“People often think of their own situations,” adds Leatherman, addressing a frequent criticsm of the residential plans for Harrison Square. “’Well, I wouldn’t want to do that, therefore no one wants to.’ But this isn’t for a family with two kids who want a yard and a dog. This is for singles or young couples recently out of college.” He thinks the building will have maybe 40 residential unit — not too much for the market to absorb — and envisions a Wrigley Field atmosphere with the building’s proximity to the ballpark.
To critics, however, the far more egregious offense has been the City’s seeming willingness to let Barry Real Estate slide as deadlines passed and agreements went unmet. There’s a perception that the City has been way too “soft” on Barry, with calls for punitive measures like fines, which were part of the City’s initial agreement with the developer. After all, critics argue, the City bought that land with the understanding that Barry was going to buy it — missed deadlines means lost revenue.
But Leatherman maintains that the developer was making a very real and honest effort in an economic climate that had suddenly become extremely tight at a key time during the project. “We do not have another developer who could possibly get to the point where Barry is now. If we were to turn the page on Barry as a developer right now, it would take us quite some time to get to this point.” Besides, he adds that any other developer would run into the same difficulties. “There’s been no other project started like this in the last two years anywhere in the area. I can list you a number that have been mentioned, but none of them can get to the finish line for the same reasons that it’s difficult for Barry.”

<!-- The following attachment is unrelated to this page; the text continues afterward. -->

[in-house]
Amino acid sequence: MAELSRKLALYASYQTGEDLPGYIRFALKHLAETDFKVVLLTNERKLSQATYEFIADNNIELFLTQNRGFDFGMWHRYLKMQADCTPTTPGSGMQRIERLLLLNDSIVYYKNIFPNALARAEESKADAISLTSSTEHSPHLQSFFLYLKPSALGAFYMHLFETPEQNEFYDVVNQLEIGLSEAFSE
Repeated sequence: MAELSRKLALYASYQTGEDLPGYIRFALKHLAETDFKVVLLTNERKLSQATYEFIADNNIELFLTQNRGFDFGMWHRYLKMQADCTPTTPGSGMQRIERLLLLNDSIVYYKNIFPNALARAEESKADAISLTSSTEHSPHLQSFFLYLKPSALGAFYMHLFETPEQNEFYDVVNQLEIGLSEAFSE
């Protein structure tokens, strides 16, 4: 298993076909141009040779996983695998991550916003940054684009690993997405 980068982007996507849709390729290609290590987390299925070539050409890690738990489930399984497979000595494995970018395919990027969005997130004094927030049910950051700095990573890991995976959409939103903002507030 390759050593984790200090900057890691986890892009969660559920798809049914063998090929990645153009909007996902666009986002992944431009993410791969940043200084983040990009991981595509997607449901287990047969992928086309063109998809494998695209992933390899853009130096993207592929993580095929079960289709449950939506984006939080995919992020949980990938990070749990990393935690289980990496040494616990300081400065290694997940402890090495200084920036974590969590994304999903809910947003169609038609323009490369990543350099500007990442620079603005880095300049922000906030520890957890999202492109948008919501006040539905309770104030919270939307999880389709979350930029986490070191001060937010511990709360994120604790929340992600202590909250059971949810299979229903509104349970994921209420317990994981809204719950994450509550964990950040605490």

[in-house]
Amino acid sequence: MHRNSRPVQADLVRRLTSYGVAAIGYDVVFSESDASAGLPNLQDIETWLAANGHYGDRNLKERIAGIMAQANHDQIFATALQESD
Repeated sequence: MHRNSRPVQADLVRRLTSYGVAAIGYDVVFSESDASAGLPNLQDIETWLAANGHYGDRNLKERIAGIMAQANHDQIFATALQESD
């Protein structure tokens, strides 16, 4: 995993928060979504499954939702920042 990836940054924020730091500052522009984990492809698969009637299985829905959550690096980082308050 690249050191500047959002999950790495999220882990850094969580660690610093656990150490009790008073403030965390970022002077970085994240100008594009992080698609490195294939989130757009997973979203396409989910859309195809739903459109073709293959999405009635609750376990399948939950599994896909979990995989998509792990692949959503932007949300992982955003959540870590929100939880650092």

“Right now, banks are talking about loaning maybe 40% of the total project cost. Three years ago, a developer might have expected 70-80% of that project being debt. What’s happened is that for every project, a significant amount of private equity must be brought to the table in numbers three or four times what it used to be.”
But while banks have begun to loosen up a bit with lending, the economic climate is still a far way from what it was a few years ago. In fact, these tighter lending practices are often referred to these days as the “new normal.” Maybe that’s a good thing in some aspect, but it does make accomplishing these sort of development projects more difficult. I ask Leatherman if, considering the local political and economic climate, he thinks it will be a zillion years before Fort Wayne sees another project as ambitious as Harrison Square. “The answer is probably no,” he says. “This was a very dynamically lead project, with the Graham Richard administration and then Henry administration and the Redevelopment commission… But I think that Fort Wayne can figure out how to bridge that gap between what banks will lend and what a project costs. There’s some loosening, there are people lending, but that gap is bigger than ever now. Once we figure out as a community how to close that gap, I do believe people will want to build on what has clearly turned downtown around. I see people focusing on those issues. What happens after that is pretty hard to imagine.”
My question isn’t entirely innocent: the interview comes at a time when some big and credible rumors are swirling about the almost-forgotten North River property, the land just north of the city center and the Saint Mary’s River, encompassing the OmniSource property between Harrison and Clinton streets. The City had an option to buy several years ago but let it lapse. Now, chatter says that the City has reached an agreement, and that the announcement will be part of the State of the City address. If it’s true… well, the City would hardly just let that prime piece of real estate just sit there, would it? “I’ve heard those rumors, too,” Leatherman says, laughing. “All I can say is that the last two administrations have recognized that those 30 acres have a lot to do with how our city is going to grow. As Redevelopment Director, it would be great to have some say over the development of that site, but I don’t know if there’s an agreement, and if there is, I haven’t been involved.”
Besides, it’s Harrison Square that Leatherman is most focused on, and he remains optimistic. “This project has been delayed for a long time,” he says. “In a lot of people’s minds, it’s doubtful that it will ever occur. But for those people who have followed it closely and had the opportunity to see what’s going on, once the financing can be shown to be in place, I think people will take a second look. Having it laid out will help people say ‘this is where I want to invest my money and my time’.”